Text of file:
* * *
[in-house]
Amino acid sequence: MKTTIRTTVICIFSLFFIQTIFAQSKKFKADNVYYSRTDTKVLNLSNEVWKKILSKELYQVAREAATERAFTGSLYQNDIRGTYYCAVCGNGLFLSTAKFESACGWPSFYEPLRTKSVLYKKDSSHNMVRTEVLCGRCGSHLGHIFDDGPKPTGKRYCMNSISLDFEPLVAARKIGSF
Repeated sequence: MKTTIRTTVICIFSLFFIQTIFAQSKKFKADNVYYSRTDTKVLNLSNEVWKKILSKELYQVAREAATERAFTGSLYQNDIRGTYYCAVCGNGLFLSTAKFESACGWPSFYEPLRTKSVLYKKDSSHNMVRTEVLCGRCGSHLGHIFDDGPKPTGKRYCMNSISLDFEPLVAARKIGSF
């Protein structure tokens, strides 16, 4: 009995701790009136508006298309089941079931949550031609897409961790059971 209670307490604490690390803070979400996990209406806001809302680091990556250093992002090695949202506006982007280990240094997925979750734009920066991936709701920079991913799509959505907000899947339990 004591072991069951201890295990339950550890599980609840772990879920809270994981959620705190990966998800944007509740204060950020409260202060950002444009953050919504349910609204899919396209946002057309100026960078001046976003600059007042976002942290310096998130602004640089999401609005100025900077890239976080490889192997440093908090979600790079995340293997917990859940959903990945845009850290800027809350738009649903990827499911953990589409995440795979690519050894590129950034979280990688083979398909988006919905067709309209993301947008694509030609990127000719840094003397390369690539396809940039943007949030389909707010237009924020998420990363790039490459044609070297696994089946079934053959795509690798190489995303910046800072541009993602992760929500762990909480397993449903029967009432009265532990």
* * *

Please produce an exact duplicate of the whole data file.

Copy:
[in-house]
Amino acid sequence: MKTTIRTTVICIFSLFFIQTIFAQSKKFKADNVYYSRTDTKVLNLSNEVWKKILSKELYQVAREAATERAFTGSLYQNDIRGTYYCAVCGNGLFLSTAKFESACGWPSFYEPLRTKSVLYKKDSSHNMVRTEVLCGRCGSHLGHIFDDGPKPTGKRYCMNSISLDFEPLVAARKIGSF
Repeated sequence: MKTTIRTTVICIFSLFFIQTIFAQSKKFKADNVYYSRTDTKVLNLSNEVWKKILSKELYQVAREAATERAFTGSLYQNDIRGTYYCAVCGNGLFLSTAKFESACGWPSFYEPLRTKSVLYKKDSSHNMVRTEVLCGRCGSHLGHIFDDGPKPTGKRYCMNSISLDFEPLVAARKIGSF
């Protein structure tokens, strides 16, 4: 009995701790009136508006298309089941079931949550031609897409961790059971 209670307490604490690390803070979400996990209406806001809302680091990556250093992002090695949202506006982007280990240094997925979750734009920066991936709701920079991913799509959505907000899947339990 004591072991069951201890295990339950550890599980609840772990879920809270994981959620705190990966998800944007509740204060950020409260202060950002444009953050919504349910609204899919396209946002057309100026960078001046976003600059007042976002942290310096998130602004640089999401609005100025900077890239976080490889192997440093908090979600790079995340293997917990859940959903990945845009850290800027809350738009649903990827499911953990589409995440795979690519050894590129950034979280990688083979398909988006919905067709309209993301947008694509030609990127000719840094003397390369690539396809940039943007949030389909707010237009924020998420990363790039490459044609070297696994089946079934053959795509690798190489995303910046800072541009993602992760929500762990909480397993449903029967009432009265532990």